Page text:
“You first,” says Alex fleet, my instructor, as he adjusts his goggles. I’m perched on a snowy ridge high in the Wasatch Range, 60 kilometres east of Salt Lake City. Behind me is backcountry territory; before me, the Red Pine Bowl funnels a few hundred metres to a cluster of pines in less windswept terrain. And way below, the town of Park City. “I’ll follow and pick up the pieces,” he jabs, clearly having sussed out my skiing style. I drop into the dry, knee-deep powder – a novelty for this skier accustomed to the icy corduroy of Quebec slopes – and string together nine, 10, a dozen turns until I get ahead of my skis, bury a tip and cartwheel downhill. I land on my feet; the bowl is so steep you can stand upright and still feel like you’re lying down. “You’ve got room to go wider and control your speed before each turn,” yells Fleet, arriving with my skis. Control has always been an issue.
As the son of a ski-school instructor myself, I find Fleet’s lessons comforting. Truth is, my last run was a few years ago and I’m grateful to not have to take on this 3,000-metre-high monster alone. Park City Mountain Resort was twinned with adjacent Canyons Resort in 2014 to create the largest ski area in the United States. And with an annual snowfall of nine metres – which some claim is the best in the west, falling light, deep and dry in the desert air – Park City is a great place to be finding my ski legs again.
With a deeper history than most ski resorts, Park City is a prime spot for exploration, too. After silver was discovered nearby in 1869, these parts saw the richest silver mining operation that ever was. By the time the blasting stopped a century later, US$11-billion worth of silver, gold and other ores had been pulled from the mines. (The Hearst fortune, among others, was struck here.) The leftovers of the mining days are there to see on the mountain and in the frontier ski town at the bottom. The peaked cottages stacked on sloped streets were once prospectors’ homes; general stores and grimy saloons filled the low brick buildings on Main Street. The cascading wooden staircases that sub for cross streets hearken back to when snow or rain would turn hillsides into mudslides. Even the chairlift that whisks skiers from Main Street to the slopes above traces the path of a defunct aerial tram from mining days.
The Sundance Film Festival, which rolls through town this month, is another draw here. Fortunes are also staked on the new mega-resort created when Vail Resorts acquired Park City Mountain. Capacity and expectations may be on the rise, but the town’s charms are anchored in the rock.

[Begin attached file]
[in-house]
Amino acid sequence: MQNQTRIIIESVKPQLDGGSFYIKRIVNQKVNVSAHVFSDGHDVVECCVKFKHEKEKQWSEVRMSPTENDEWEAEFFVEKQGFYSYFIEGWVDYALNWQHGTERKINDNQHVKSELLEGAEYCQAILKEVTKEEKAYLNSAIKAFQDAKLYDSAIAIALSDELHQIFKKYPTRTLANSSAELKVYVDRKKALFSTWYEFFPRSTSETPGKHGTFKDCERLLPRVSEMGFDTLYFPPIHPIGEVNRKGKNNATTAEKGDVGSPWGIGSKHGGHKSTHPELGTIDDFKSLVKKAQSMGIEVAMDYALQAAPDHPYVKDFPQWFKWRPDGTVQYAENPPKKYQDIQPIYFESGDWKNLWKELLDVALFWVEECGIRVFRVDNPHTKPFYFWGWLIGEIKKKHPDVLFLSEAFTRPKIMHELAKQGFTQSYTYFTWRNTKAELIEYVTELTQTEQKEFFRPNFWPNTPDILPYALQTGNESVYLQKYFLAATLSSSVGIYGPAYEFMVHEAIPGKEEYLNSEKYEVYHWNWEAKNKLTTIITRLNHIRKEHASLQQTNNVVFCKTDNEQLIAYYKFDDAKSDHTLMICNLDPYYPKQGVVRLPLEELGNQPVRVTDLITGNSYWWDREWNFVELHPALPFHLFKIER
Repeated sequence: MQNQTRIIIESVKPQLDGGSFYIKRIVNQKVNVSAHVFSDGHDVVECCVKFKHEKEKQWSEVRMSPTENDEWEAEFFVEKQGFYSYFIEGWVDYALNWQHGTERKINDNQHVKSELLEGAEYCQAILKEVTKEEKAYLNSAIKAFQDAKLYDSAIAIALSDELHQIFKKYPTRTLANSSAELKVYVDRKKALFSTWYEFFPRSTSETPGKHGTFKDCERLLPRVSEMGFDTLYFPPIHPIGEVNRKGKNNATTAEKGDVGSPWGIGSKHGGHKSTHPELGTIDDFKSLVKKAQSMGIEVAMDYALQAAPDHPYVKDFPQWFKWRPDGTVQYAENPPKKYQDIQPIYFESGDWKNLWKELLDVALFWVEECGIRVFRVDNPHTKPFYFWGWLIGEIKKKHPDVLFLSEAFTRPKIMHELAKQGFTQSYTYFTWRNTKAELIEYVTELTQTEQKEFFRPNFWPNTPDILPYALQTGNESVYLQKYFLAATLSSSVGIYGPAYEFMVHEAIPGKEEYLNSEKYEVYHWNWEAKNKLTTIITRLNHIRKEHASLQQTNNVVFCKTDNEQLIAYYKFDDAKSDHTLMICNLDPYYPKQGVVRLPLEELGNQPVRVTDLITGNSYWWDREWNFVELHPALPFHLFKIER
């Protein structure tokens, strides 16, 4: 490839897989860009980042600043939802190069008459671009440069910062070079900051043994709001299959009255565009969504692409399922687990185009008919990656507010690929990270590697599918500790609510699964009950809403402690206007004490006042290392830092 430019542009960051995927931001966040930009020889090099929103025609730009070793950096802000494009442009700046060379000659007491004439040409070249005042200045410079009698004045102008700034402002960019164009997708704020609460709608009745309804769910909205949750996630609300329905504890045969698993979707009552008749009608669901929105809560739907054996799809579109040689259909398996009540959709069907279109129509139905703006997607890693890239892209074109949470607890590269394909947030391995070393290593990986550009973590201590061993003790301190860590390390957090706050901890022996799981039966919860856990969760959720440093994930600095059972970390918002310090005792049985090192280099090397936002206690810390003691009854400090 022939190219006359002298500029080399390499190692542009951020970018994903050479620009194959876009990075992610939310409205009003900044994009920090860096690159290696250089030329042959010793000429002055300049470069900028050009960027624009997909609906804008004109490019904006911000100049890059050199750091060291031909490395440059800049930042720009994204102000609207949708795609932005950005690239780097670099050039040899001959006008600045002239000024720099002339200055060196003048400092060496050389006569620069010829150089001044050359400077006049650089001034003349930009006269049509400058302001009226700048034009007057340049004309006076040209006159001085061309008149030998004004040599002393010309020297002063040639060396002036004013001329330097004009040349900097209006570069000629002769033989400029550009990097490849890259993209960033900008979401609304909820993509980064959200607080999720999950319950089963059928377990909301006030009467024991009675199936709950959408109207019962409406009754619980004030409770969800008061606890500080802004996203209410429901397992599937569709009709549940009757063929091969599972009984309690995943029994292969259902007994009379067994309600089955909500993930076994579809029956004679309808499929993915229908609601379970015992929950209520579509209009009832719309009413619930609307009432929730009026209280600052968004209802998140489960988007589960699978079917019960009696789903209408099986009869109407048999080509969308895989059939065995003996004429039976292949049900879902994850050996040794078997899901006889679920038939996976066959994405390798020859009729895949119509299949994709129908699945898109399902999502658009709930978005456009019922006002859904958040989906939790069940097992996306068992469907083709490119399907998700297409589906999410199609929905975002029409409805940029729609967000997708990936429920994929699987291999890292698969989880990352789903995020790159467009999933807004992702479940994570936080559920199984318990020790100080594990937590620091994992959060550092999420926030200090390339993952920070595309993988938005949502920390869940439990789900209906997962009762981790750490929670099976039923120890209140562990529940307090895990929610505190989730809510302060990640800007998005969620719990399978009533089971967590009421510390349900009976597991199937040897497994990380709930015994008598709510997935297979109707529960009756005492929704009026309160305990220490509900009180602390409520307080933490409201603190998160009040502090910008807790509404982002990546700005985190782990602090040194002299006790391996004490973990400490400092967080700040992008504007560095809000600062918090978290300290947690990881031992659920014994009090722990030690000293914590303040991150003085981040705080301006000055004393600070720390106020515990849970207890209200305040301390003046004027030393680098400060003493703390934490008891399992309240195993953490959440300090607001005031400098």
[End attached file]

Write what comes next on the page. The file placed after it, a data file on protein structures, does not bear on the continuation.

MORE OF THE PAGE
On the hill the next day, I get more sense of what lies beneath. In the clearing near the top of the Town Lift, volunteer guide Jon Wright laser-points his ski pole at a large building off to the side. “One of the last processing sites on the mountain, where they crushed the raw ore sent up from the mines.” And just below the clearing there’s another dilapidated structure built onto the hill. After a few more slopeside stops – a crumbling 115-year-old building, two stout wooden water tanks, an elevator that descends 500 metres into the ground – I’m visualizing a 3-D model of all the shafts and tunnels under my skis, and there are an incredible 1,600 kilometres of these. I ski up and down a rock pile behind a disused conveyor, and touch wood at an ore bin hewn from rough timber on the side of the trail.
Most mining buildings are found on the slopes reached from the Pioneer, Thaynes, Bonanza and Silverlode lifts. As we board Bonanza back to the top, Wright points out a squat, snowbound hut with a green door: It’s the safe from a rooming house, saloon and brothel that once stood here. They’ve since dragged that old building half a kilometre uphill and turned it into the Mid-Mountain Lodge, but the safe was just too heavy to move. Over hot chocolate in the repurposed brothel, Wright tells me he and his wife retired to Park City from Maryland in 2013. They came for the skiing, but he’s obviously a history buff, too. He points out the lodge’s original post-and-beam construction, with a central space and smaller rooms to each side and dormer windows upstairs. “In the 1890s, the men who roomed in town used to hike up to work and ski back down after their shift,” he says. “Even pioneers understood first tracks.” Wright leads us down a series of trails with names out of mining lore – Quicksilver, PayDay, Widowmaker, Glory Hole, Motherlode – each with its own piece of archaeological pay dirt in the wings.